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home : local news : local news
January 20, 2018

1/12/2018 1:04:00 PM
City pressed on Pike disposal facility
Proponents, opponents speak again at Jackson Council meeting
Jackson resident and Geiger Brothers Contracting Chief Executive Officer Scott Massie (standing, left) points to a map of the former gaseous diffusion plant in Pike County while making comments at the Jan. 8 meeting of Jackson City Council regarding the construction of an on-site disposal facility. Also pictured are Jackson City Councilmen Jon Ondera (standing, right) and seated (from the left), George Kitchen and Butch Aldrich. (Telegram Photos By Pete Wilson)

Jackson resident and Geiger Brothers Contracting Chief Executive Officer Scott Massie (standing, left) points to a map of the former gaseous diffusion plant in Pike County while making comments at the Jan. 8 meeting of Jackson City Council regarding the construction of an on-site disposal facility. Also pictured are Jackson City Councilmen Jon Ondera (standing, right) and seated (from the left), George Kitchen and Butch Aldrich. (Telegram Photos By Pete Wilson)

Pictured is The Rev. Terry Williams of the Orchard Hill Church of Christ in Chillicothe, who was one of two persons to speak at the Jan. 8 meeting of Jackson City Council against the on-site disposal facility being built at the site of the former gaseous diffusion plant in Pike County.

Pictured is The Rev. Terry Williams of the Orchard Hill Church of Christ in Chillicothe, who was one of two persons to speak at the Jan. 8 meeting of Jackson City Council against the on-site disposal facility being built at the site of the former gaseous diffusion plant in Pike County.

Should Jackson City Council take a public position over whether a project should go forward to build an on-site nuclear waste disposal facility at the former site of the gaseous diffusion plant in Pike County? And what should that position be?

Those questions have yet to be answered as a public debate on the issue continues to be played out at recent Jackson City Council meetings. Three more speakers addressed the issue -- two con and one pro -- at council's most recent meeting on Monday, Jan. 8, but currently there is no piece of legislation to vote on one way or another.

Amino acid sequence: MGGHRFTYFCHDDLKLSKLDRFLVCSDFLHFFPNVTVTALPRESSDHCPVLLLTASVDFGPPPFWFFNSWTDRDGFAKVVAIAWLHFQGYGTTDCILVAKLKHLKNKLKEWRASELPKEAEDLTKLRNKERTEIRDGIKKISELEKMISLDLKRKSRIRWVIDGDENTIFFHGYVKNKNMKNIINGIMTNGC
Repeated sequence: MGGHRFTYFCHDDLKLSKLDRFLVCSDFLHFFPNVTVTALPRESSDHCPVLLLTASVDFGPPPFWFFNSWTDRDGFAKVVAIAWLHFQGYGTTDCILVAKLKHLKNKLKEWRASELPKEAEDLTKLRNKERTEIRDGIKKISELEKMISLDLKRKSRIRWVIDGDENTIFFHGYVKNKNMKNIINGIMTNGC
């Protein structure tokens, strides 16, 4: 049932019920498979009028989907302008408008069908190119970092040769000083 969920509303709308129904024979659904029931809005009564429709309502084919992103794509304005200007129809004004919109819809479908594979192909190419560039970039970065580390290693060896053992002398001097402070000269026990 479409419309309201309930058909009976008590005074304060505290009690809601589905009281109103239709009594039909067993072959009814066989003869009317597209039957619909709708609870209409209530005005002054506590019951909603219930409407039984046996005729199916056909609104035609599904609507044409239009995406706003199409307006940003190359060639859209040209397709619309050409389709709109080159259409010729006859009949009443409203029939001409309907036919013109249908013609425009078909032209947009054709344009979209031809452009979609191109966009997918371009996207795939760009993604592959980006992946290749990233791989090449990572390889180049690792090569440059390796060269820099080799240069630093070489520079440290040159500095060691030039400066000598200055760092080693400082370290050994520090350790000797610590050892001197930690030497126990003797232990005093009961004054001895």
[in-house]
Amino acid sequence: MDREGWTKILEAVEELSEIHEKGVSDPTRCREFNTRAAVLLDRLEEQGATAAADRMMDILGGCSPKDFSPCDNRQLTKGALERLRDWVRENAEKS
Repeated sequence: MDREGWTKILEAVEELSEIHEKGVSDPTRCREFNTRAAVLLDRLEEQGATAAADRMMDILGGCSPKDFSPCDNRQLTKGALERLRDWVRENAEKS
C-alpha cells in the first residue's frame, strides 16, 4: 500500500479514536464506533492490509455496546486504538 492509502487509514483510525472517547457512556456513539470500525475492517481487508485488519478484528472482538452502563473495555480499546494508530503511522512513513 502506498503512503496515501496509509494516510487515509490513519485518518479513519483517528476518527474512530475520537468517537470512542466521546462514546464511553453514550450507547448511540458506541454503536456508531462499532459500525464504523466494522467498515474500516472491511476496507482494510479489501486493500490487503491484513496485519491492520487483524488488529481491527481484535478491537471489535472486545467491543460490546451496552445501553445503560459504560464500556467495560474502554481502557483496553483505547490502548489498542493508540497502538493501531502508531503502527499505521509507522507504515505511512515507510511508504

A resolution of opposition was previously considered by council, but a vote was later taken to table it. Opponents have continued to push for council to vote on the issue and several councilmen have since voiced the opinion that council should do this. However, Council President Eric Brown told The Telegram there has been no formal request for another resolution to be introduced, but that he expects this to happen, based on recent comments from councilmen.

Speaking at the Jan. 8 meeting in opposition to the disposal facility were The Rev. Terry Williams of the Orchard Hill Church of Christ in Chillicothe and Waverly Mayor Greg Kempton.

Speaking in support of the project was Scott Massie, the chief executive officer of Geiger Brothers Contractors of Jackson.

Proponents of the project point out it has already been approved by the federal and state regulators and that scientific experts believe it is the safest and best way to deal with the waste material. Moreover, the cleanup and construction work has created jobs at the site and will ultimately prepare the site for greater economic development opportunities.

Opponents of the project are concerned about the potential health and safety dangers of keeping the waste material on site and feel the best solution would be to transport it off the site to a more remote location. They believe the current project has been chosen mainly because it's the cheapest option.

Speakers: The Pro and Con